Women who do groundbreaking work in interdisciplinary research will be featured during a Virginia Tech panel discussion at 1 p.m. on Tuesday in Kelly Hall.

The event, hosted by the Institute for Critical Technology and Applied Science, is part of Women’s Month at Virginia Tech.

As sciences have expanded to describe a broader range of phenomena, traditionally separate disciplines have started to overlap. As a result, interdisciplinary collaboration has become a key component of university research programs.

At the same time, women remain underrepresented in science, technology, engineering, and mathematics. This inequality has prompted discussion about ways to encourage more women to pursue research, and underscored the need to highlight women’s contributions.

The panelists include:

  • Raffaella De Vita. An associate professor in the Department of Biomedical Engineering and Mechanics, de Vita received her laurea in mathematics from the University of Naples II, Italy, and her Ph.D. from the University of Pittsburgh. She is the recipient of the American Society of Biomechanics President’s Award, a National Science Foundation CAREER award, and 2012 PECASE award. Her research focuses on determining the relationship between the mechanical behavior and complex structure of biological systems.
  • Linsey Marr. A professor of civil and environmental engineering, Marr received her bachelor’s degree in engineering science from Harvard and her doctoral degree in civil and environmental engineering from the University of California at Berkeley. Her research group works to understand the behavior of pollutants in the atmosphere and their impacts on health and the environment.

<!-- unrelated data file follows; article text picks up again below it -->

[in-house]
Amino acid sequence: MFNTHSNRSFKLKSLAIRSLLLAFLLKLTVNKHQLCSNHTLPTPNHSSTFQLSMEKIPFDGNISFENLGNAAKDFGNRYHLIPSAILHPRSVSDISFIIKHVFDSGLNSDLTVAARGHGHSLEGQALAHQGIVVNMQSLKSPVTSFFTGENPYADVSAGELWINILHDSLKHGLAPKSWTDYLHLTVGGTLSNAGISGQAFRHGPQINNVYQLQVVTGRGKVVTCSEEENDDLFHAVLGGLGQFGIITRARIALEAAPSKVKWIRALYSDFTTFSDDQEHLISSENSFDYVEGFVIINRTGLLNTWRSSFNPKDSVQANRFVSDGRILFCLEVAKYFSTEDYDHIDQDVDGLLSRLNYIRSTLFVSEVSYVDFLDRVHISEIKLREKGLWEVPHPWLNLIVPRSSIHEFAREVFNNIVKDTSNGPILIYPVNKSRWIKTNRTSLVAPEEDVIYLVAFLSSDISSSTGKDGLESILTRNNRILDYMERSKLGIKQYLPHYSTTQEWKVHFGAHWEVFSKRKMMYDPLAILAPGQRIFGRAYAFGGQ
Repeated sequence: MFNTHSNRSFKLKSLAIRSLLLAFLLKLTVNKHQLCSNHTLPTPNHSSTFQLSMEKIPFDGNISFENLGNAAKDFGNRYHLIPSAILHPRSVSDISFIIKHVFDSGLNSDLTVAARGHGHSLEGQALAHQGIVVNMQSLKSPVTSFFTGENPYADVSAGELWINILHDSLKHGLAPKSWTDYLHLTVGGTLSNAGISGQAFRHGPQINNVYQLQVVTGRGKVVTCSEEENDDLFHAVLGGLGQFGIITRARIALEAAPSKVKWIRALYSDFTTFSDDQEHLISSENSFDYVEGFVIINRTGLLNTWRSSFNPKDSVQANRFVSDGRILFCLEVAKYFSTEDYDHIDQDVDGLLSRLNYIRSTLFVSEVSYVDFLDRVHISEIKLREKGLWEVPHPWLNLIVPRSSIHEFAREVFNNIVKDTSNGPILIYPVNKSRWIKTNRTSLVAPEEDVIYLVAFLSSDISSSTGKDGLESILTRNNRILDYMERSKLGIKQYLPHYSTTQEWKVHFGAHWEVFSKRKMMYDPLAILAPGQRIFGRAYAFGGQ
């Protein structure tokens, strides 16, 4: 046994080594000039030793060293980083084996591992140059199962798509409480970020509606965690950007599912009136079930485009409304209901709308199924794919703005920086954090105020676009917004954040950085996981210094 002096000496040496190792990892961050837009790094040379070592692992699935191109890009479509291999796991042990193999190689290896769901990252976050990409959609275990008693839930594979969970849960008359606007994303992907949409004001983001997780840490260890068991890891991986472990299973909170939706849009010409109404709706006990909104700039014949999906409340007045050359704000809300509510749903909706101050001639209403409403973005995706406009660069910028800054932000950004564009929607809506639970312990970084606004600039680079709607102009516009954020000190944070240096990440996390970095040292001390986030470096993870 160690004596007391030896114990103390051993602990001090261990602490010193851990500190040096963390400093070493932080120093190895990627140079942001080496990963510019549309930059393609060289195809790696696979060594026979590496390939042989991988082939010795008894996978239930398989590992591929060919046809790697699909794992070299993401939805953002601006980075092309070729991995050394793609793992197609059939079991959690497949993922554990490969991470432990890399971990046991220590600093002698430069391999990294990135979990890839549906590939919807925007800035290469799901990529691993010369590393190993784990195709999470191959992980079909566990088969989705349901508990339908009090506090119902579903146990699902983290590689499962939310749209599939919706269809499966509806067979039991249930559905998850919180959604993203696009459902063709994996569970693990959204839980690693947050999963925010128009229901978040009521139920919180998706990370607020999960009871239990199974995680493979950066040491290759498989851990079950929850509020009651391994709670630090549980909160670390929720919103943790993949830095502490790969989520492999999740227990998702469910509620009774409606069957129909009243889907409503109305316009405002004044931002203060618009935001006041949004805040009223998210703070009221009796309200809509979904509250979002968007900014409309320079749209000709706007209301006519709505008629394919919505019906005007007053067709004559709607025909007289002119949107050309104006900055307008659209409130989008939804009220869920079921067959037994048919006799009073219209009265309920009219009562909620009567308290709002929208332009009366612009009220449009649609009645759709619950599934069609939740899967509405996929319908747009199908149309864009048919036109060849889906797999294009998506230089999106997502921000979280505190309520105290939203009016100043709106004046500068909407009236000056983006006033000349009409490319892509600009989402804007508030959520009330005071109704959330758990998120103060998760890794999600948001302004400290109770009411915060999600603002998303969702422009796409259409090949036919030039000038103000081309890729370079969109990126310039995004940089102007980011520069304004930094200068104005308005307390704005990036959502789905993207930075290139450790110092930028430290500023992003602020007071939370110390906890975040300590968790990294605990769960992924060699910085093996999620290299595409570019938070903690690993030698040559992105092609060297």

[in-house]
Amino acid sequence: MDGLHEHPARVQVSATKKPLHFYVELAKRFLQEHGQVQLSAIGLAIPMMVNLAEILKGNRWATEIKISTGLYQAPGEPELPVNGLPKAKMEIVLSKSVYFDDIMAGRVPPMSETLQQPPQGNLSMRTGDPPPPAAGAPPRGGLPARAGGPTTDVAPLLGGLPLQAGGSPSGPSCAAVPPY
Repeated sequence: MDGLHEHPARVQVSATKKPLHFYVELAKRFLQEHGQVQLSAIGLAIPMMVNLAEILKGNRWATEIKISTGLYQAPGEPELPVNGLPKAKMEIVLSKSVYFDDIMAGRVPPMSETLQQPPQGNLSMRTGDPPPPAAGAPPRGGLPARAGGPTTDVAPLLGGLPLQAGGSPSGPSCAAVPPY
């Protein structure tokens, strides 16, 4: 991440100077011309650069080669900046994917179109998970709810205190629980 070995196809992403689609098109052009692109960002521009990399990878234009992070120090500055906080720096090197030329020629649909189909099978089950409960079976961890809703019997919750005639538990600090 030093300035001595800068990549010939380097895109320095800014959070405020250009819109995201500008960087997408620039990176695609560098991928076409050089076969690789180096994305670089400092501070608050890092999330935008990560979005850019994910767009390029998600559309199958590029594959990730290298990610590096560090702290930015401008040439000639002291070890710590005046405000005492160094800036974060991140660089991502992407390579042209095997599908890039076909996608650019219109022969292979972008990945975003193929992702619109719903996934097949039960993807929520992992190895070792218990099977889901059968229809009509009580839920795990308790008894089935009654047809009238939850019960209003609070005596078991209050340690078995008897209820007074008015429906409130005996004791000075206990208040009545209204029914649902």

• Amy Pruden. A professor of civil and environmental engineering and associate dean and director of Interdisciplinary Graduate Education in the Graduate School, Pruden earned a bachelor’s degree in biology and a doctoral degree in environmental science from the University of Cincinnati. Her research focuses on tracking pathogens and antibiotic resistance genes in environmental systems in support of sustainable water systems that advance public health.
  • Nina Vance. The associate director of the Virginia Tech Center for Sustainable Nanotechnology, Vance earned her Ph.D. in environmental engineering from Virginia Tech. Her research is focused on the human exposure to environmental contaminants, especially air pollutants and nanomaterials.
  • Elisa Wasson. A second-year doctoral candidate in mechanical engineering, Wasson joined the Bioelectromechanical Systems Lab directed by Rafael Davalos in 2013. Wasson is a National Science Foundation Graduate Research Fellow as well as an Institute of Critical Technology and Applied Science Doctoral Scholar. She is interested in investigating and enhancing the transport of drugs across the blood-brain barrier and into brain tumors using microfluidic platforms and electric fields.

A tour of one of the interdisciplinary labs in Kelly Hall will follow the panel discussion. For more information, email Eleanor Nelsen or call (540) 231-2761.

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